The PLAN continues to develop into a global force, gradually extending its operational reach beyond East Asia and the Indo-Pacific into a sustained ability to operate at increasingly longer ranges. The PLAN’s latest naval platforms enable combat operations beyond the reach of China’s land-based defenses.
Furthermore, the PLAN now has a sizable force of high-capability logistical replenishment ships to support long-distance, long-duration deployments, including two new ships being built specifically to support aircraft carrier operations. The expansion of naval operations beyond China’s immediate region will also facilitate non-war uses of military force.
The PLAN’s force structure continues to evolve, incorporating more platforms with the versatility for both offshore and long-distance power projection. China is engaged in series production of the LUYANG III-class DDG, the JIANGKAI II-class FFG, and the JIANGDAO-class FFL.
Even on the aircraft level, despite its numerical weaknesses, China continues to learn lessons from operating its only Ukraine-produced aircraft carrier, Liaoning. The Chinese first domestically produced aircraft carrier, launched in 2017, will be commissioned in 2019 (according to various sources this will be a multi-carrier force). China’s next generation of carriers will probably have greater endurance and be capable of launching more varied types of fixed-wing aircraft than Liaoning. There also comes PLAN Aviation’s progress on improving capabilities to conduct offensive and defensive offshore operations such as strike, air and missile defense, strategic mobility, and early warning and reconnaissance missions.
Overall, for the moment, the PLAN’s ability to perform missions beyond the first island chain is modest. What is important here is that the PLAN’s ability is constantly growing as it gains more experience operating in distant waters and acquires larger and more advanced technologies. The US will remain a dominant force in the coming decades, but Chinese successes cannot be underestimated.
Chinese naval successes, reflected in the recent congressional report, add to growing American fears that China might become a global competitor. Indeed, from the US perspective, what the Chinese are doing in Eurasia through its pivotal One Belt, One Road initiative, and various moves to influence Tajikistan, Afghanistan and Pakistan, is geopolitically important. From the US perspective, the Chinese are doing exactly what the Americans have been opposed to – solidifying one-country rule in Eurasia.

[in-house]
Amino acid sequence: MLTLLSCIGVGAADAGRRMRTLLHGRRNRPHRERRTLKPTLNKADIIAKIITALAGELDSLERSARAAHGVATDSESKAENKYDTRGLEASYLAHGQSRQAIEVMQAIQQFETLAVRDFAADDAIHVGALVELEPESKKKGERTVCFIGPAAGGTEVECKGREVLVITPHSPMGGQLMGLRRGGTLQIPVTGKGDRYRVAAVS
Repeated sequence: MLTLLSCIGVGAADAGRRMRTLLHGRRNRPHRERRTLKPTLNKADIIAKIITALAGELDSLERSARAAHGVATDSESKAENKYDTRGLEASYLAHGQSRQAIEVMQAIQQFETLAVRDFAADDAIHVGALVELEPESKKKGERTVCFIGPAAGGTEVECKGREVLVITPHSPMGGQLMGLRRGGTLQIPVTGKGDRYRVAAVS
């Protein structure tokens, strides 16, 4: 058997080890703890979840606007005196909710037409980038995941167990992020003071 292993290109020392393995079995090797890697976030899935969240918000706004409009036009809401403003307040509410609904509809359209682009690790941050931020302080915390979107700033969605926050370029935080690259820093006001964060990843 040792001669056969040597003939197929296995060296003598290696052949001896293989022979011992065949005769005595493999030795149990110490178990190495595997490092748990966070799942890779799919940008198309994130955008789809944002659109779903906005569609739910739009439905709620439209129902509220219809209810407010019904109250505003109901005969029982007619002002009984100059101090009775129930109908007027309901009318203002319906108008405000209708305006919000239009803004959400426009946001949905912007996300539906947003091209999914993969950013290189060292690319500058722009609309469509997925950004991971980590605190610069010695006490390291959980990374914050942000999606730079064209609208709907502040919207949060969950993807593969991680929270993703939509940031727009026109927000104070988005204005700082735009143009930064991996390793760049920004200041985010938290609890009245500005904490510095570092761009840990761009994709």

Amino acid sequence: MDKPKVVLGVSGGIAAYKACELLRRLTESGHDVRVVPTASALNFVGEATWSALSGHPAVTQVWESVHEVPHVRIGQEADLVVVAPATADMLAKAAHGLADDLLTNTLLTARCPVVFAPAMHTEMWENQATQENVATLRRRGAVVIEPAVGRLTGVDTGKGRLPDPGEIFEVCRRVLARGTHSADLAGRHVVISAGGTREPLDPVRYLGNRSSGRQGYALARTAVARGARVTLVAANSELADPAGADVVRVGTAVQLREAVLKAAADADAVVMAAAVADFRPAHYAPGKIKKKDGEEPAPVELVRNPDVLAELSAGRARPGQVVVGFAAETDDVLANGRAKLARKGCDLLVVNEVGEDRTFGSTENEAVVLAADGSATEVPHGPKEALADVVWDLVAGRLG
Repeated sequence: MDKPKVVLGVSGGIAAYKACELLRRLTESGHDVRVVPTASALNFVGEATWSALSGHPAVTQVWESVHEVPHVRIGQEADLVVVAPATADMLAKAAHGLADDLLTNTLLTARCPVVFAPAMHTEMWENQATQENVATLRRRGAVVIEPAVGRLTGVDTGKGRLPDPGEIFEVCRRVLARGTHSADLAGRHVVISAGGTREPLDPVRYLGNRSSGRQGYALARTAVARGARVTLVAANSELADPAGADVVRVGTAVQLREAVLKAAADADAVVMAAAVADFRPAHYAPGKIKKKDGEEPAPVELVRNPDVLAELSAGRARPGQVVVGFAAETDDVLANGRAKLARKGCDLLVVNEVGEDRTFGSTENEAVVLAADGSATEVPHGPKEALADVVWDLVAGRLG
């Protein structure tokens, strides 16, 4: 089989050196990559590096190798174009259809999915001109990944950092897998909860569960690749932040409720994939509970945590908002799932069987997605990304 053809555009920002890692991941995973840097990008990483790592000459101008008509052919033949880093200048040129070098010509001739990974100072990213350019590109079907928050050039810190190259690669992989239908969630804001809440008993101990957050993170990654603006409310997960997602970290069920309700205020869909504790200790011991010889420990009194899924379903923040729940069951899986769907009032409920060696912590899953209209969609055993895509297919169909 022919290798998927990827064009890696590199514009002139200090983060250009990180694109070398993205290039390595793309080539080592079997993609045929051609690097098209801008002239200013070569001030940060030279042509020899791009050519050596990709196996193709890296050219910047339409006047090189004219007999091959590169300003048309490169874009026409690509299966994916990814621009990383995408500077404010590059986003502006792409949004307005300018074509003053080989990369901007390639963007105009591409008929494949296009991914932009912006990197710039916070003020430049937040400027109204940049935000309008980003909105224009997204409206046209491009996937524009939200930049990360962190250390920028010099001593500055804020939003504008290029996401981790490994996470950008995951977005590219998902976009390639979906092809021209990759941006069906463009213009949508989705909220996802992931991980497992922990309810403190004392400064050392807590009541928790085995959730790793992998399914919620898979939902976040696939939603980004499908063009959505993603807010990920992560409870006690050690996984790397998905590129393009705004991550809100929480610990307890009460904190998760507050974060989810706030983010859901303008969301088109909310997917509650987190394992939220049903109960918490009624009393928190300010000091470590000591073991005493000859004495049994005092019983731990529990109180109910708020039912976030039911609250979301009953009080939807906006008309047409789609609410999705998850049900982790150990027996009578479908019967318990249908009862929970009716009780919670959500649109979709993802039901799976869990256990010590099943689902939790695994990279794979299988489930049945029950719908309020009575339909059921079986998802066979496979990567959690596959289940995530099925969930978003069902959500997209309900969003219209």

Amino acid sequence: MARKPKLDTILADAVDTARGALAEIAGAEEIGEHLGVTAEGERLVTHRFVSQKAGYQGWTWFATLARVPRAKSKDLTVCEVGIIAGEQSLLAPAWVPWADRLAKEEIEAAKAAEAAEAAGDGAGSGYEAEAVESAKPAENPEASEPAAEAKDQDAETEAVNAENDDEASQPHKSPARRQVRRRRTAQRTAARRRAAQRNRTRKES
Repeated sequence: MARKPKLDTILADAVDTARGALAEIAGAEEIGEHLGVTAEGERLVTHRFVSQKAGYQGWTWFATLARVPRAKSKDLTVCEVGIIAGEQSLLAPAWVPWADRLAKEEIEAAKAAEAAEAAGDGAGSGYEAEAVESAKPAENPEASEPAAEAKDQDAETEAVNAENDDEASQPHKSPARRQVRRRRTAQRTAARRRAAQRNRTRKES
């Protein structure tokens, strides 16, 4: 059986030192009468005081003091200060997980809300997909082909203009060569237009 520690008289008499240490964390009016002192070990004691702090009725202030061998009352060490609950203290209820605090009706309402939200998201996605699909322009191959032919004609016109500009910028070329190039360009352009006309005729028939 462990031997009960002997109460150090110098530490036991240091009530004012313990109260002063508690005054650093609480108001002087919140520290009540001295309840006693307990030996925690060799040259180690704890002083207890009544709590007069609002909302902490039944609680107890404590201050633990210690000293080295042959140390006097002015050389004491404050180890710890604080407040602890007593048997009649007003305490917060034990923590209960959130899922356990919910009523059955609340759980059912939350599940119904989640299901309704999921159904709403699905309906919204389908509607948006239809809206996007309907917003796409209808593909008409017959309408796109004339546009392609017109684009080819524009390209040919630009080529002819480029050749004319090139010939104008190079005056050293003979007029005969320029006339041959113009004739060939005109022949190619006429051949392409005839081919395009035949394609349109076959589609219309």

One thought on “China’s Grand Strategy – OpEd”
The writer is correct in China’s altered mindset in her national defense and offense operations on land and sea. However, as China was geographically isolated in the past up to the Russian and British penetrations on land and sea against China since the 17th century, and the over one hundred years of European, American and Japanese invasions, defeats and occupations for over one hundred years: China’s national mindset is totally different from the old inward looking, passive, non aggressive and non expansive thinking of the past. China today is a forward looking, combative, expansive, outward looking, innovative and with a formidable desire to catch up and surpass Europe and her descendants, including USA. As we all know in history there is no free lunch, all past arrangements by the superior powers will be redefined and rearranged by the on going power shifts, which goes on non stop indefinitely. China will not only challenge America in all areas and will certainly do all possible to surpass her. If one really studied Sun Tze’s Art of War well, one should without a doubt understand the principal of power shift as Sun Tze stated: “Water flows from higher level to lower levels, such as all superior powers attacks weaker powers and overtake them.” This is what China is aiming to do for the next few centuries with the non stop power shifts continues non stop indefinitely in our future. Siao Liu